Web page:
The Prospective Randomized Evaluation of Celecoxib Integrated Safety vs Ibuprofen or Naproxen (PRECISION) trial is an important study when discussing the safety of celecoxib and this data has been further used to evaluate the cost-effectiveness of celecoxib compared to ibuprofen and naproxen. It has been determined that celecoxib is a long-term cost-effective treatment for osteoarthritis.47 By evaluating cost parameters such as monthly treatment acquisition and cost per adverse event, the study determined that celecoxib is a more cost-effective treatment due to the reduction in adverse events. Further analysis of the data determined celecoxib to be 81% more cost-effective than ibuprofen and 50% more cost-effective than naproxen at $40,000 quality-adjusted life years (QALY).47 Cost-effectiveness is a critical quality of a drug to assess, and this study indicates the increase in cost-effectiveness is largely due to the reduction in toxicities and their associated costs.
An additional consideration in the safety and efficacy of celecoxib is the consideration that its use could reduce the use of other analgesics, particularly opioids. Adding celecoxib to the regimen of OxyContin and Pregabalin in the treatment of cancerous pudendal neuralgia led to improved patient pain, a better quality of life, and a reduction of the use of OxyContin.48 In addition to the addictive properties of OxyContin, there are adverse reactions such as constipation and urinary retention that can be avoided with a lower dose of the opioid.48 It is just as pertinent to account for the benefits associated with adding celecoxib to a multi-drug regimen.
The PRECISION trial is an excellent recent study that outlines the adverse effects associated with celecoxib use. The trial demonstrated similar cardiovascular event incidence in the use of celecoxib (noninferiority < 0.001 for celecoxib vs. ibuprofen, noninferiority < 0.001 for celecoxib vs. naproxen), significantly less GI side effects (p = 0.002 for celecoxib vs. ibuprofen, p = 0.01 for celecoxib vs. naproxen), significantly less renal events compared to ibuprofen (p=0.004), and similar all-cause mortality between celecoxib, ibuprofen, and naproxen (noninferiority < 0.001 for celecoxib vs. ibuprofen, noninferiority < 0.001 for celecoxib vs. naproxen).49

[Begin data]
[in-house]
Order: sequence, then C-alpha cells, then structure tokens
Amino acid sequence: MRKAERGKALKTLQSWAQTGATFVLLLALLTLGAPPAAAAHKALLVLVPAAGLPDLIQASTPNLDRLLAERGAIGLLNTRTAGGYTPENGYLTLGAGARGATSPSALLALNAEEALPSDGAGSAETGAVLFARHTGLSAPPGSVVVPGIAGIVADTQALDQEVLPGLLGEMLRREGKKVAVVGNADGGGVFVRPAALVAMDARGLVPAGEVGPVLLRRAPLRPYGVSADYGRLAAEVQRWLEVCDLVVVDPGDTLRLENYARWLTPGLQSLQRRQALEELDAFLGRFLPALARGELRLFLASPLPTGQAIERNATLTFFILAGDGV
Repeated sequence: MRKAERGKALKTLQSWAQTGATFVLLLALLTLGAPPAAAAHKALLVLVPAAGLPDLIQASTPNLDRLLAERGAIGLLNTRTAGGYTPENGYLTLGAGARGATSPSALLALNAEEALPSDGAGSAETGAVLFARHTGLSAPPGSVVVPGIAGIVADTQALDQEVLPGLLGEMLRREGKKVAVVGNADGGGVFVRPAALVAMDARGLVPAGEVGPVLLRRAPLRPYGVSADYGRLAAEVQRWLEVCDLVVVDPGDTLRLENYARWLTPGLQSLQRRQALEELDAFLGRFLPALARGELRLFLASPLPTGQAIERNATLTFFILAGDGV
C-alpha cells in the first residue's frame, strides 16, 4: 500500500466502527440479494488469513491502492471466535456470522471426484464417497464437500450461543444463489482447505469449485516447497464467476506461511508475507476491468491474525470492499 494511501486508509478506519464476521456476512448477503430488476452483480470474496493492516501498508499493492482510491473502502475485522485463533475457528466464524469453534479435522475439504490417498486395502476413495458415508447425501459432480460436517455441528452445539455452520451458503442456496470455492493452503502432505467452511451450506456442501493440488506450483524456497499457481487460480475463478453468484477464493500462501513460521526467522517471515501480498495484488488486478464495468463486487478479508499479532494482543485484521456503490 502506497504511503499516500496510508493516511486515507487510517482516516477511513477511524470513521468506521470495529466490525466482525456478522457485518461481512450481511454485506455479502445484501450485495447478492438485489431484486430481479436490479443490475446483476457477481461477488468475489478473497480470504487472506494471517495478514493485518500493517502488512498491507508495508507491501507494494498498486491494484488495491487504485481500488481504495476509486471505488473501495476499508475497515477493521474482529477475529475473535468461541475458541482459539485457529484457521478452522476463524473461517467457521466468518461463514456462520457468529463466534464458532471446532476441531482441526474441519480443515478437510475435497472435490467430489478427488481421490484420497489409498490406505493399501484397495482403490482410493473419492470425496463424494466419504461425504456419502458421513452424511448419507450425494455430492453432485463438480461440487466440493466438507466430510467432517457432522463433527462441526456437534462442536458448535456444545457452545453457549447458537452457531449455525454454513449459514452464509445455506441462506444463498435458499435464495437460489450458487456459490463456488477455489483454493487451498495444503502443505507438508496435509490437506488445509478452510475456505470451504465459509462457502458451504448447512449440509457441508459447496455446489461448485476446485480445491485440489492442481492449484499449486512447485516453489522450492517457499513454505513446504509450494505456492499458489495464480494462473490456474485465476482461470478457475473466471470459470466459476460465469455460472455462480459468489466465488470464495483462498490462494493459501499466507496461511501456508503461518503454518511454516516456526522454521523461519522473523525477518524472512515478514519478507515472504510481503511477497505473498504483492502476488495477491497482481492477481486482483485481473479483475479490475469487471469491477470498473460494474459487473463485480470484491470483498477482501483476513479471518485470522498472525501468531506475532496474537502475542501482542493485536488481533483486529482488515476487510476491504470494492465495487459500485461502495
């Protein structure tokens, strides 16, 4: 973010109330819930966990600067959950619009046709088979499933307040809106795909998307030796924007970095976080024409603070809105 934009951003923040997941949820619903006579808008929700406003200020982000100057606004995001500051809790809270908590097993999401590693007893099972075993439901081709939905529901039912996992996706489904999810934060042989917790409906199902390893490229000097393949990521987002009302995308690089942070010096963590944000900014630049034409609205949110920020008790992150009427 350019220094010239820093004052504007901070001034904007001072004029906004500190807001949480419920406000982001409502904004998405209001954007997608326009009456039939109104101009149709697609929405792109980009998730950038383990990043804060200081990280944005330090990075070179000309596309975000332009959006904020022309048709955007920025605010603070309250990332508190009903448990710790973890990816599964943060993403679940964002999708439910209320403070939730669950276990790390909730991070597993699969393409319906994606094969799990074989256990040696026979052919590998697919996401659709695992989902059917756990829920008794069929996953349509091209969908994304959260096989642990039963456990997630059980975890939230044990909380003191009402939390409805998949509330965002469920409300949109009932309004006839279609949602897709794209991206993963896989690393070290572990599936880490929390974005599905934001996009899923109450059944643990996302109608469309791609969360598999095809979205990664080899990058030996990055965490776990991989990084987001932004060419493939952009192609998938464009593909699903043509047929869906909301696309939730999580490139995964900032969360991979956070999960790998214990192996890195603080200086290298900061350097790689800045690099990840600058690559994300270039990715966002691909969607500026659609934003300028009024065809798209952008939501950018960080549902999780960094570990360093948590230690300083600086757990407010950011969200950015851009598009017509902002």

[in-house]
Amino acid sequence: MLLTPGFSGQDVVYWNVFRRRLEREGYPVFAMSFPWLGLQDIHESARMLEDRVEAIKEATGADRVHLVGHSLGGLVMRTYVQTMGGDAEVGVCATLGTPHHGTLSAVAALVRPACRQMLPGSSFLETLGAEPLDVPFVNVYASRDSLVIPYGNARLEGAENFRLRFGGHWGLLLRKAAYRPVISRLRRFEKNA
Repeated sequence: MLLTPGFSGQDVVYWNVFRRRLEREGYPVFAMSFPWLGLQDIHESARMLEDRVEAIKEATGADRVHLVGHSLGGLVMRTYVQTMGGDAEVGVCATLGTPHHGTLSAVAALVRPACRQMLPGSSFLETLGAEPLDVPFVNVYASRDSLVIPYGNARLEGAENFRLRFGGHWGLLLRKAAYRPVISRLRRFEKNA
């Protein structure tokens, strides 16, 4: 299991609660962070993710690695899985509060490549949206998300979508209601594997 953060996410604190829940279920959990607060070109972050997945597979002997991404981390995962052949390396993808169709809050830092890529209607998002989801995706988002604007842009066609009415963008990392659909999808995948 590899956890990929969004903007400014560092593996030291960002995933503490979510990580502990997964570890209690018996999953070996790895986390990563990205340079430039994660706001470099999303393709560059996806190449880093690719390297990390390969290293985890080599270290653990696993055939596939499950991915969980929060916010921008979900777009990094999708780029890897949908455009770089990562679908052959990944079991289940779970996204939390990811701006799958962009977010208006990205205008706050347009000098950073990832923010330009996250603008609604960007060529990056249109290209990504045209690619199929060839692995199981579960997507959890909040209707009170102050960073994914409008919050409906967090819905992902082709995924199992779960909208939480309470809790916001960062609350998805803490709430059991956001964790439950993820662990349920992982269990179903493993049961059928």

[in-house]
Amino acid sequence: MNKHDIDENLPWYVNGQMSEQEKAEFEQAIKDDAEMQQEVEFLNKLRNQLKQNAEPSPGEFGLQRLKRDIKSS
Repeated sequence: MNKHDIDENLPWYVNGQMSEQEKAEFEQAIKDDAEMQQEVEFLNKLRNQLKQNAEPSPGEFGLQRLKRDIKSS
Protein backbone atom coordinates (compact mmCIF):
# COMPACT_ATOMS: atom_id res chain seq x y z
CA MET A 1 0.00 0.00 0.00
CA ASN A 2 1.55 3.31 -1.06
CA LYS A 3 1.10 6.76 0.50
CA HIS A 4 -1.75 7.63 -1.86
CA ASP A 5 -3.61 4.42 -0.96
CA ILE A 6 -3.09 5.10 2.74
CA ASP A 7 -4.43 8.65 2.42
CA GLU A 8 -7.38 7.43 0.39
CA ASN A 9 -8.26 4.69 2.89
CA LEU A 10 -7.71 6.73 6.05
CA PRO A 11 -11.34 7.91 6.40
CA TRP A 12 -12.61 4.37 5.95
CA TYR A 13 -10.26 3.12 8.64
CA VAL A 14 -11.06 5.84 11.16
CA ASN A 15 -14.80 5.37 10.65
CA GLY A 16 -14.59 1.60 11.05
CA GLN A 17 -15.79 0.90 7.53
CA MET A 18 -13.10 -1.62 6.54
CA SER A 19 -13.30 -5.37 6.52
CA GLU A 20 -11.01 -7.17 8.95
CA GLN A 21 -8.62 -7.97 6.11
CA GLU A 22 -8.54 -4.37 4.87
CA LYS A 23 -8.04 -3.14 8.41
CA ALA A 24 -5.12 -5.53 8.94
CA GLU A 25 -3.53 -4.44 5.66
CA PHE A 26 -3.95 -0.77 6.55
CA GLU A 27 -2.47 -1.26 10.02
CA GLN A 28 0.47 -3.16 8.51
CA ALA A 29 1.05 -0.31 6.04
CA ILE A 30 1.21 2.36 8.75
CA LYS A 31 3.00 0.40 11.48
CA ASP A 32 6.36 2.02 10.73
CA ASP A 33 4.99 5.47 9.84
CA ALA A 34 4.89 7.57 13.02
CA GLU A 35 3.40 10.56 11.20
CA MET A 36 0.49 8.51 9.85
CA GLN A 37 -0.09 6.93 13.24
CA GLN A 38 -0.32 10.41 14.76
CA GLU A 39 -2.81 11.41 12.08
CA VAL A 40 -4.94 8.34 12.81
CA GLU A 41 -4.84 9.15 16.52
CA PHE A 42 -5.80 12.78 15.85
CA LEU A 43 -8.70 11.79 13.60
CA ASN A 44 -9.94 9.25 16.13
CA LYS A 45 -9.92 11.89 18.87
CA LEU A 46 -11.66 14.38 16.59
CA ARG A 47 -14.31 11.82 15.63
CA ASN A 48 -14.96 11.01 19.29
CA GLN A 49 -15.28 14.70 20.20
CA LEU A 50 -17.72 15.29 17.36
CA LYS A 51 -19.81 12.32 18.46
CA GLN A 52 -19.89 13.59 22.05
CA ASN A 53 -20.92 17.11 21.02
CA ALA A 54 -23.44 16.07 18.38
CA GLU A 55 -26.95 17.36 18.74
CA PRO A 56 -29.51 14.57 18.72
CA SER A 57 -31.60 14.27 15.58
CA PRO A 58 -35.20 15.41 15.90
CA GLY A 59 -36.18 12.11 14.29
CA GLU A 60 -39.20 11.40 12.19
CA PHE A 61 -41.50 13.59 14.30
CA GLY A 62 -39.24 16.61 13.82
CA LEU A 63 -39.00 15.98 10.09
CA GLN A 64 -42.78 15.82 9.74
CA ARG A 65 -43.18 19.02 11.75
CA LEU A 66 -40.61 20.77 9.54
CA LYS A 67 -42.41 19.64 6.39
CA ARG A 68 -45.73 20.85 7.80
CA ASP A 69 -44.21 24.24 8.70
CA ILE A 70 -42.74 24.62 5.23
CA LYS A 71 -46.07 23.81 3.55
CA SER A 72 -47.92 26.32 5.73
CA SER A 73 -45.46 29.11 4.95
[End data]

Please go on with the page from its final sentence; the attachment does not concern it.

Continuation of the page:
As with other non-selective NSAIDs, celecoxib shares an increased risk of cardiovascular events such as death, myocardial infarction, heart failure, and stroke. A placebo-controlled trial in 2003 demonstrating evidence of increased cardiovascular adverse events in rofecoxib caused the FDA to withdraw the drug.49 After this evidence, there was much controversy surrounding the safety of all selective COX-2 inhibitors. A follow-up placebo-controlled trial demonstrated a dose-dependent increase in these outcomes associated with doses of celecoxib that were higher than recommended.50 A meta-analysis performed in 2006 supported this evidence.51 There is no “safe dose” in the use of rofecoxib as well as diclofenac.51 Celecoxib doses of 200 mg or less demonstrate no increased risk of cardiovascular risk, doses 400 mg and greater are unsafe as they do significantly increase the risk of cardiovascular adverse events.51 Theoretically, the addition of aspirin (a COX-1 inhibitor) to the regimen of selective COX-2 inhibitors should help to reduce the cardiovascular and thromboembolic risk, but this effect has not been seen in studies.52 According to these results, the COX-2 selectivity of the drugs is responsible for the dose-dependent toxicities seen in previous studies. This has yet to be explained, however. The 2016 PRECISION trial results help to quell the controversy surrounding this class of drugs. The trial evidence that the cardiovascular risk associated with celecoxib use at moderate doses is similar (noninferiority < 0.001) to the non-selective NSAIDs which are widely used.49